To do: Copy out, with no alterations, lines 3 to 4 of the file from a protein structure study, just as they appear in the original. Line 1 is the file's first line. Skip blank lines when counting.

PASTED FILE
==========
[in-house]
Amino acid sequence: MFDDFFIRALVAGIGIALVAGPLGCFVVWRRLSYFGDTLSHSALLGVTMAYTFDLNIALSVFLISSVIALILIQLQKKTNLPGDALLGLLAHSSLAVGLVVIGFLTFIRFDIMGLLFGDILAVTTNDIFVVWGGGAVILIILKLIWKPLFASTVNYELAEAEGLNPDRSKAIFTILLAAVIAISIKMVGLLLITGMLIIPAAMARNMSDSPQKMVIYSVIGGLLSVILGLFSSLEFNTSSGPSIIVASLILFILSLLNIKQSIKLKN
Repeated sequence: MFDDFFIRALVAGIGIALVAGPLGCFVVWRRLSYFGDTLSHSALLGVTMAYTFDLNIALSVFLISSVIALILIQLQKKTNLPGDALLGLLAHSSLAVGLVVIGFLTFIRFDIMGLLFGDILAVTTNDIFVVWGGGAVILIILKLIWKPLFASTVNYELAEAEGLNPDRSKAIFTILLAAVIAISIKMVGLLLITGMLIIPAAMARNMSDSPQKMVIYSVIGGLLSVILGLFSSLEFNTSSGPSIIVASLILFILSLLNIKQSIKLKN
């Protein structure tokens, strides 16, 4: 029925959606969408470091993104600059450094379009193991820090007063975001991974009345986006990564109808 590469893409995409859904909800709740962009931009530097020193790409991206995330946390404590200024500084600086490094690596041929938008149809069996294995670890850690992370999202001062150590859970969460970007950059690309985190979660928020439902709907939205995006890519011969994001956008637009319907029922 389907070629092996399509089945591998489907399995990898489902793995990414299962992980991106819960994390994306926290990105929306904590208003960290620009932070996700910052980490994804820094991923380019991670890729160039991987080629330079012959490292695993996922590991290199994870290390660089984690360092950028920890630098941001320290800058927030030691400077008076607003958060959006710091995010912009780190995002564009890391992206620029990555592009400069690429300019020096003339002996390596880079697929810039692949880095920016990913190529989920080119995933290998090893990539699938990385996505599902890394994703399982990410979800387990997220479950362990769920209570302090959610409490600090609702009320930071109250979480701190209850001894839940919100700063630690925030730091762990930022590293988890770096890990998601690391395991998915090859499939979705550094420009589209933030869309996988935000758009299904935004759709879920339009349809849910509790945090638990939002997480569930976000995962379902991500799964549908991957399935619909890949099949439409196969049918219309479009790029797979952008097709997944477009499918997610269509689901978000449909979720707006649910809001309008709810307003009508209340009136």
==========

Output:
Repeated sequence: MFDDFFIRALVAGIGIALVAGPLGCFVVWRRLSYFGDTLSHSALLGVTMAYTFDLNIALSVFLISSVIALILIQLQKKTNLPGDALLGLLAHSSLAVGLVVIGFLTFIRFDIMGLLFGDILAVTTNDIFVVWGGGAVILIILKLIWKPLFASTVNYELAEAEGLNPDRSKAIFTILLAAVIAISIKMVGLLLITGMLIIPAAMARNMSDSPQKMVIYSVIGGLLSVILGLFSSLEFNTSSGPSIIVASLILFILSLLNIKQSIKLKN
């Protein structure tokens, strides 16, 4: 029925959606969408470091993104600059450094379009193991820090007063975001991974009345986006990564109808 590469893409995409859904909800709740962009931009530097020193790409991206995330946390404590200024500084600086490094690596041929938008149809069996294995670890850690992370999202001062150590859970969460970007950059690309985190979660928020439902709907939205995006890519011969994001956008637009319907029922 389907070629092996399509089945591998489907399995990898489902793995990414299962992980991106819960994390994306926290990105929306904590208003960290620009932070996700910052980490994804820094991923380019991670890729160039991987080629330079012959490292695993996922590991290199994870290390660089984690360092950028920890630098941001320290800058927030030691400077008076607003958060959006710091995010912009780190995002564009890391992206620029990555592009400069690429300019020096003339002996390596880079697929810039692949880095920016990913190529989920080119995933290998090893990539699938990385996505599902890394994703399982990410979800387990997220479950362990769920209570302090959610409490600090609702009320930071109250979480701190209850001894839940919100700063630690925030730091762990930022590293988890770096890990998601690391395991998915090859499939979705550094420009589209933030869309996988935000758009299904935004759709879920339009349809849910509790945090638990939002997480569930976000995962379902991500799964549908991957399935619909890949099949439409196969049918219309479009790029797979952008097709997944477009499918997610269509689901978000449909979720707006649910809001309008709810307003009508209340009136």